Google Fi, Windows 10, WordPress 5.0, More: Wednesday ResearchBuzz, November 14, 2018


Ars Technica: Google adds always-on VPN to its Project Fi cellular service. “Today, Google announced a new feature for its Project Fi cellular service: an always-on VPN. Project Fi’s VPN previously was used to encrypt traffic while connecting to a network of free public Wi-Fi hotspots, but now Google will enable the VPN for all your traffic, be it over the LTE service or a Wi-Fi connection.”

PC World: Microsoft re-releases the Windows 10 October 2018 Update, admitting its testing needs to improve. “Microsoft said Tuesday that it’s begun slowly releasing the postponed Windows 10 October 2018 Update once again to the general public, having put in place additional ‘signals’ that will allow users to flag instances where data loss might occur.”

WordPress 5.0 Beta 4 is now available.. “The WordPress 5.0 release date has changed, it is now scheduled for release on November 27, and we need your help to get there.”

Engadget: Facebook’s new career site aims to help job-seekers hone their skills. “Facebook has updated some of its career tools and launched a new website in order to help its users find new job opportunities, the company said today. Now, along with posting jobs on their Pages, businesses can also post them in Groups, and Facebook says its Mentorship tool will now make it easier for people to choose a mentor based on relevant goals and interests. Individuals will be able to share info about what they’re looking for or what they can offer as a mentorship partner, and members of their Group can look through a list of that information to find a partner. The tool will also provide weekly prompts to keep mentorship pairs’ conversations moving along.”


MakeUseOf: The 15 Best Web Proxies for Geo-Blocked Content and Online Privacy. “Want to improve your online privacy but don’t want to use a VPN? The alternative is a web proxy, but with so many available, the experience can differ wildly. If you’re looking for a free web proxy that actually works, keep reading. We’ve listed the top 15 services available today.”


CNET: China deletes 9,800 social media accounts of independent media. “Chinese has erased 9,800 social media accounts tied to independent media. The Cyberspace Administration of China (CAC) said the accounts violated rules such as ‘spreading politically harmful information, maliciously falsifying (Chinese Communist) party history, slandering heroes and defaming the nation’s image,’ Reuters reported Monday.”

Atlas Obscura: You Can Now Eavesdrop on Orcas on Your Computer . “An internet app called OrcaSound allows citizen scientists to livestream the ocean sounds of the Pacific Northwest from anywhere in the world, to help gather data about the resident killer whales and their environs. Scott Veirs, the project’s lead researcher, said that hydrophones (underwater microphones) have been in place off Washington’s San Juan Island since the mid-2000s, capturing the submarine goings-on and bringing them to listeners in a rudimentary form. The app relaunched recently, and now offers real-time streaming, as well as sounds from an all-new hydrophone station off Whidbey Island, just to the southeast of the the older ones.”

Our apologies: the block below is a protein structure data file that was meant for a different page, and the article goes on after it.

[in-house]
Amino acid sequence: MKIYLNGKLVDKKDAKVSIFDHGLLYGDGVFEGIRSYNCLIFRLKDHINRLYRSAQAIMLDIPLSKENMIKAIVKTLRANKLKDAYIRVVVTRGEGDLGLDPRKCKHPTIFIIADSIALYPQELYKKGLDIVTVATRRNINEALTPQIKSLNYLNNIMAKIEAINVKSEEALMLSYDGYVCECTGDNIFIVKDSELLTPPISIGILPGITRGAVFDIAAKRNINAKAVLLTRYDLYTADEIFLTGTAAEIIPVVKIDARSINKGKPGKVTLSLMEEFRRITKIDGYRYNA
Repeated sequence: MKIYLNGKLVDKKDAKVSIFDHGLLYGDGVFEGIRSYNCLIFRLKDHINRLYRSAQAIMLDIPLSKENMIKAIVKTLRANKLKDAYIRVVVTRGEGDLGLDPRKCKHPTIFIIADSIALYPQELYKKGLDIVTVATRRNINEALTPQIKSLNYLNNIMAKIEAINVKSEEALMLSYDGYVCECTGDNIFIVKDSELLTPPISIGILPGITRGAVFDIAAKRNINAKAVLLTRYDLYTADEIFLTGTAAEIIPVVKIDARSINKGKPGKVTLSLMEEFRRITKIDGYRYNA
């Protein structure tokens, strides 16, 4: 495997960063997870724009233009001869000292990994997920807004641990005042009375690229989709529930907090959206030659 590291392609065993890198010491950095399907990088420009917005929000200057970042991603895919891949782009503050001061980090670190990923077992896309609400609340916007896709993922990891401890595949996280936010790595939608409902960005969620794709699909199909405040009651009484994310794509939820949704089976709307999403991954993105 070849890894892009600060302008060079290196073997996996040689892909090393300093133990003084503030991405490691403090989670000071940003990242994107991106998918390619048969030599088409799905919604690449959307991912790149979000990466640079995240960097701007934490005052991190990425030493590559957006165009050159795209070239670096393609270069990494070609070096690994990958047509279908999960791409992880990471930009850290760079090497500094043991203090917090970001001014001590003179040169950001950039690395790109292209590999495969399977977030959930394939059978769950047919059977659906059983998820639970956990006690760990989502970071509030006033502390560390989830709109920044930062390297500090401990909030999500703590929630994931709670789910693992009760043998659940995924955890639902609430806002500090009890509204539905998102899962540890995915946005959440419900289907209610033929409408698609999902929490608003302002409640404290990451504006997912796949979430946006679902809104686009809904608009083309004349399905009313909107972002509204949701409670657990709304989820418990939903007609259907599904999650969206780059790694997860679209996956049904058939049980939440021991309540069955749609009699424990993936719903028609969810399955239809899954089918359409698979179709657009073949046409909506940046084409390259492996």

Chronicle of Higher Education: Will Blockchain Revolutionize Scholarly Journal Publishing?. “Since the 1990s, some academic netizens have predicted that open access will upend scholarly journal publishing, yet an oligopoly still dominates the $25-billion industry. Orvium, a European start-up, recently joined those taking on the giant players. It offers a publishing and business plan based on blockchain — a coding structure that embeds origins and changes within a file. The format will allow for open-access or other licensing models to be determined by each client journal’s editors. The company’s ultimate objective is ‘to be the leading publication platform for the research community while returning the benefits of science to society.'”

The Next Web: Digital rights groups demand Facebook let you appeal removed posts. “A group of 88 civil liberties groups have penned an open letter to Facebook requesting the company allow users to appeal whenever their posts are removed — an option they currently do not have.”


New York Times: Facebook Failed to Police How Its Partners Handled User Data. “Facebook’s loose oversight of the partnerships was detected by the company’s government-approved privacy monitor in 2013. But it was never revealed to Facebook users, most of whom had not explicitly given the company permission to share their information. Details of those oversight practices were revealed in a letter Facebook sent last month to Senator Ron Wyden, the Oregon Democrat, a privacy advocate and frequent critic of the social media giant.”

9to5 Mac: Some iPhone users finding their Apple ID accounts have been inexplicably locked, requiring password resets. “We haven’t quite yet worked out the pattern or the cause but we have received many reports of users waking up to find that their Apple ID has been locked, and plenty more are complaining on social media. Apple will lock accounts for many different reasons, usually when someone attempts to access an ID by entering their incorrect password too many times.”

TechCrunch: Facebook bug let websites read ‘likes’ and interests from a user’s profile . “Facebook has fixed a bug that let any website pull information from a user’s profile — including their ‘likes’ and interests — without that user’s knowledge. That’s the findings from Ron Masas, a security researcher at Imperva, who found that Facebook search results weren’t properly protected from cross-site request forgery (CSRF) attacks. In other words, a website could quietly siphon off certain bits of data from your logged-in Facebook profile in another tab.” Good morning, Internet…

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